Likely as a result of these criticisms, the CDC made public a letter written on February 28 stating that its opioid guideline was never intended to limit opioids for patients with chronic pain. Then CDC Director Dr. Robert Redfield stated that his agency “is working diligently to evaluate the impact of the guideline and clarify its recommendations to help reduce unintended harms.” Additionally, the Food and Drug Administration (FDA) issued a warning to doctors about the dangers of forcing patients to taper opiates and of tapering too quickly.
In stark contrast, very little has happened in Canada to help alleviate the plight of chronic pain patients. There has been no petition by doctors on behalf of their patients although a few individual doctors have spoken out. Because of patient outcries in British Columbia, the College of Physicians and Surgeons in that province changed their rules and now forbid doctors from refusing to prescribe opiates or from taking on patients who require them. However, this has not been successful in practice but has shown to be words only.
When it comes to tapering, the new BC guideline states that “the merits of tapering to the lowest effective dose must be emphasized. Such tapers must be slow to minimize patient discomfort. Patients attempting a taper need supportive counselling and frequent follow-up. The College recognizes that these attempts may not always be successful; however, the option must not be abandoned.”
Read into this: no matter how distressful this attempt is for your patients, keep at it.
Patients continue to be tapered even if they have been on higher doses for years – often decades – with no problems. Here are two examples of what doctors are getting away with in Ontario. The first is a 77 year old former member of the Canadian military and a retired police detective who had been on long-term opiate therapy for 20 years but has been forced against his will, his pain level, and quality of life to reduce to less and less medication. He described his plight on the Roy Green show and the failure of the Ontario College of Physicians and Surgeons to offer him any help. This is the interview where he describes his current feelings about his suffering as more frightening than when a homicide suspect held a gun to the back of his head.
The second example is that of a young woman who was born with cancer of the lower spine, endured powerful chemotherapy and radiation as a toddler and had numerous unsuccessful surgeries. She was doing reasonably well and functioning until her doctor (forced by his college) began tapering her pain medications all to a disastrous end. She complained in desperation to a callous College of Physicians and Surgeons of Ontario who did nothing to help or protect her health.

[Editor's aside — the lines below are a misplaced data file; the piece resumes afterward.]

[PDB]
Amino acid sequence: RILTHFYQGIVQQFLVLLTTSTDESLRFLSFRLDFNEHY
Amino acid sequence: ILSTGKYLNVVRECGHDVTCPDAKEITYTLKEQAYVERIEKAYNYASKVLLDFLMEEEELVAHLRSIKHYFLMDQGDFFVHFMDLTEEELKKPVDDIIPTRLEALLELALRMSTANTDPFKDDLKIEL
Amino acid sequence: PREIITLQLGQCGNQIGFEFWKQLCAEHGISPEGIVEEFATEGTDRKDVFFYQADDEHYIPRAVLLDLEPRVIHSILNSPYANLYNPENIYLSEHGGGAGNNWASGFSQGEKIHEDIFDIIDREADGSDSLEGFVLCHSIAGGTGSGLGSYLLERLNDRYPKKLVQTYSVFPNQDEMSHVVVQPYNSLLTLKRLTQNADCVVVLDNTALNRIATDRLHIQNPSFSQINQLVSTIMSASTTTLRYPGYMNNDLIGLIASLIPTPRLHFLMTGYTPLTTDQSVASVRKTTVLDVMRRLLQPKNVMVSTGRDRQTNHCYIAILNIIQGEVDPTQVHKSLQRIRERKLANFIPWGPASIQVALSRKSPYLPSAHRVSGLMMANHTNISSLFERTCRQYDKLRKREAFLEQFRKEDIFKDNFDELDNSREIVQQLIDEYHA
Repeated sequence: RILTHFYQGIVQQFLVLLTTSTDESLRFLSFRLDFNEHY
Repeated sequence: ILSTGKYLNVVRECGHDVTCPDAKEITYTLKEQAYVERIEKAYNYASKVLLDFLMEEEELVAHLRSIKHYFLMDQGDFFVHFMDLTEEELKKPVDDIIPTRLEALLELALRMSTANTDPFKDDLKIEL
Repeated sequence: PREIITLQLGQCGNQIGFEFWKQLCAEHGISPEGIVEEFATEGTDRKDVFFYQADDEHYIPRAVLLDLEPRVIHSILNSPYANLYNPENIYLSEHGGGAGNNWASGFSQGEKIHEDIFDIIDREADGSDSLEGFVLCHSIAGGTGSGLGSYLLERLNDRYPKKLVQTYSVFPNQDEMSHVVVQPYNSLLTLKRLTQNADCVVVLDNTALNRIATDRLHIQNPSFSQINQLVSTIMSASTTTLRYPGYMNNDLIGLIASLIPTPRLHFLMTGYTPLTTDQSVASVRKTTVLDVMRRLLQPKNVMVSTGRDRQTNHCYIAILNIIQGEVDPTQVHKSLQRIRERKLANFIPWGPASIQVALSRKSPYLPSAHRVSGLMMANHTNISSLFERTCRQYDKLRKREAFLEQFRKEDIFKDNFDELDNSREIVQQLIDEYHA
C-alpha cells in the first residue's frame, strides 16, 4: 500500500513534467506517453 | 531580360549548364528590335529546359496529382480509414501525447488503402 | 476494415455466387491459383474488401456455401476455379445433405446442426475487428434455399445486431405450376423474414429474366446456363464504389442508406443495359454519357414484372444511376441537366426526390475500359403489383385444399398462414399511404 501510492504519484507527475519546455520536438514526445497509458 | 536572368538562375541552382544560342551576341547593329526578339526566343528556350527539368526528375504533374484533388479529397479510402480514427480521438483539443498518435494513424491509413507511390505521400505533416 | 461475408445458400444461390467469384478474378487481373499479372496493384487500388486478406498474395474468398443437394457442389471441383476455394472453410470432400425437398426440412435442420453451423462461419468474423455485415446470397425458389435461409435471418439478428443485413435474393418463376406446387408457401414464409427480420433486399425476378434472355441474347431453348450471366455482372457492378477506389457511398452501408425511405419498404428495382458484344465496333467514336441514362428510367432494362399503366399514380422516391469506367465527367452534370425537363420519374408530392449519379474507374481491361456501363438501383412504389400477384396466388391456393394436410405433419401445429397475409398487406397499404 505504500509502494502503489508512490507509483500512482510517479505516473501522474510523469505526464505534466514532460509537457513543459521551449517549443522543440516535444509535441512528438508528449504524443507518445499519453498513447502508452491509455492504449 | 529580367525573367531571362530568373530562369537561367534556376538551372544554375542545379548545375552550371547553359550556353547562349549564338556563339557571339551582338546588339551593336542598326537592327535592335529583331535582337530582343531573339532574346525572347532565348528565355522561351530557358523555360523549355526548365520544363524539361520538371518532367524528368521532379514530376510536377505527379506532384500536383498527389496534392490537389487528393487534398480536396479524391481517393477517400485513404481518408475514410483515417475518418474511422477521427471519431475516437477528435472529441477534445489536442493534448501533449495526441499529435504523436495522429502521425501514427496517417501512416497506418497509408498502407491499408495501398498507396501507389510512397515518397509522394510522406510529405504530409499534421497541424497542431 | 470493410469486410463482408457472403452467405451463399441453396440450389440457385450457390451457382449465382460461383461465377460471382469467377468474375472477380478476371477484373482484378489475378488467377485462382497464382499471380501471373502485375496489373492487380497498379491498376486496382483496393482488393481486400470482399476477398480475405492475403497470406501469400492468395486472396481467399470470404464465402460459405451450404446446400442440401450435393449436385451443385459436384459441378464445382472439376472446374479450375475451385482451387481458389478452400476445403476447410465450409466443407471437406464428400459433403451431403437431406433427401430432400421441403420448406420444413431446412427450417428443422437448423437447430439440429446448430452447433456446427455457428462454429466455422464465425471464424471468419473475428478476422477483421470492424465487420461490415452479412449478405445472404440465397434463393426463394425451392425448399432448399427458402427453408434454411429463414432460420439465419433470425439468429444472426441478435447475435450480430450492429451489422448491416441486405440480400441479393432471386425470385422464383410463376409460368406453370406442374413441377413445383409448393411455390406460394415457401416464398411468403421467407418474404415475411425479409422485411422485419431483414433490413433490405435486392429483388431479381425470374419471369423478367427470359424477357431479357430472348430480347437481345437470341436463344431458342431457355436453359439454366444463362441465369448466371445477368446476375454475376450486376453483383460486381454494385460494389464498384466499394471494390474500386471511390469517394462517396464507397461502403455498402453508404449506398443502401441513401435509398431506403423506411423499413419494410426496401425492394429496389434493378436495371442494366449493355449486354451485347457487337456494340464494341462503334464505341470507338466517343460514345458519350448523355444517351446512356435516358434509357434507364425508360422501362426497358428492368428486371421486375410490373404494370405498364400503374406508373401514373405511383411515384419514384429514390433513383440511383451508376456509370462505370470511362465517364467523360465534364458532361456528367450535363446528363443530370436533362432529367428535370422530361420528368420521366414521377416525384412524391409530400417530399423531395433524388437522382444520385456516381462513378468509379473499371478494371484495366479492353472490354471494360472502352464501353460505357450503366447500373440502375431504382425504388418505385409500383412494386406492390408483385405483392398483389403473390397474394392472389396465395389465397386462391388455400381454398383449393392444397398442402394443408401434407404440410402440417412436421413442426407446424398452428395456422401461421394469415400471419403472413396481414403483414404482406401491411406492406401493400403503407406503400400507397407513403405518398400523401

I have spoken to some senior physicians on behalf of various pain patients who either cannot find a doctor because they need opiates or are being severely tapered. These few physicians have tried to help but to no avail. No doctors to date have bothered to deal with this problem systemically as have their US counterparts. The creators of the Canadian guideline did respond to an article I wrote in the Canadian Medical Association Journal criticizing what is happening to pain patients. They replied that they were concerned as well with forced tapering and that they speak out against it when they can.
That sounds like a step in the right direction however they have not issued a formal public statement nor has their institution as the CDC and other US counterparts have done. They remain quiet and consequently the current situation remains unabated. The abuse and unethical treatment of pain patients continues on.
Health Canada, which has the same powers at the US Food and Drug Administration, set up a Chronic Pain Task Force to report on the plight of pain patients but their final report will be three years in the future. They recently issued a preliminary report in which they admit that pain patients are facing serious problems but they categorically refuse to order doctors to cease and desist in their attacks on pain patients. The Chronic Pain Association of Canada (CPAC) was quick to renounce their report.
The co-chair of the Task Force, Maria Hudspith, did talk to Roy Green on air and reiterated the problems faced by pain patients in Canada, yet refused to issue any directives to stop what is happening. You can listen to her interview with commentary by Barry Ulmer, Executive Director of CPAC and myself.
The bureaucrats meet but Canadian pain patients continue to suffer and sometimes die. Where are Canadian doctors in all of this and have they indeed lost their moral compass?